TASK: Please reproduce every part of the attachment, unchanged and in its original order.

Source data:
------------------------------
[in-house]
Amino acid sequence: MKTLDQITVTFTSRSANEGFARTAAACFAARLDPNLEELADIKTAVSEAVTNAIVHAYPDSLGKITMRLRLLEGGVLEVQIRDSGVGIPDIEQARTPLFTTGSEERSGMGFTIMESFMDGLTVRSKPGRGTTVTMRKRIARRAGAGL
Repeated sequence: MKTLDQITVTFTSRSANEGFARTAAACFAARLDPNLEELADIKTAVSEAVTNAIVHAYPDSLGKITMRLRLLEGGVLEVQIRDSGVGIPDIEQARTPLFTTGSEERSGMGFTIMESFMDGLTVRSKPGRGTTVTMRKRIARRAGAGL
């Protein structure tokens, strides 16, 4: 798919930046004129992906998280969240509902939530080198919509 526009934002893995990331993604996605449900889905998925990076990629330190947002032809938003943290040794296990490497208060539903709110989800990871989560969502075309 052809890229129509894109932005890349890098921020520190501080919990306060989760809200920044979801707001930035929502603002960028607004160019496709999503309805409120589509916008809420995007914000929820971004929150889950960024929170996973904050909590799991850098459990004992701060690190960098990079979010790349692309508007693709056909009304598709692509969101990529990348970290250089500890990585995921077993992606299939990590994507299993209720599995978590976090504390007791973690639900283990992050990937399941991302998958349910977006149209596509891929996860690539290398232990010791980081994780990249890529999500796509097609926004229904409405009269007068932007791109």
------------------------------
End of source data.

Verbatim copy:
[in-house]
Amino acid sequence: MKTLDQITVTFTSRSANEGFARTAAACFAARLDPNLEELADIKTAVSEAVTNAIVHAYPDSLGKITMRLRLLEGGVLEVQIRDSGVGIPDIEQARTPLFTTGSEERSGMGFTIMESFMDGLTVRSKPGRGTTVTMRKRIARRAGAGL
Repeated sequence: MKTLDQITVTFTSRSANEGFARTAAACFAARLDPNLEELADIKTAVSEAVTNAIVHAYPDSLGKITMRLRLLEGGVLEVQIRDSGVGIPDIEQARTPLFTTGSEERSGMGFTIMESFMDGLTVRSKPGRGTTVTMRKRIARRAGAGL
């Protein structure tokens, strides 16, 4: 798919930046004129992906998280969240509902939530080198919509 526009934002893995990331993604996605449900889905998925990076990629330190947002032809938003943290040794296990490497208060539903709110989800990871989560969502075309 052809890229129509894109932005890349890098921020520190501080919990306060989760809200920044979801707001930035929502603002960028607004160019496709999503309805409120589509916008809420995007914000929820971004929150889950960024929170996973904050909590799991850098459990004992701060690190960098990079979010790349692309508007693709056909009304598709692509969101990529990348970290250089500890990585995921077993992606299939990590994507299993209720599995978590976090504390007791973690639900283990992050990937399941991302998958349910977006149209596509891929996860690539290398232990010791980081994780990249890529999500796509097609926004229904409405009269007068932007791109």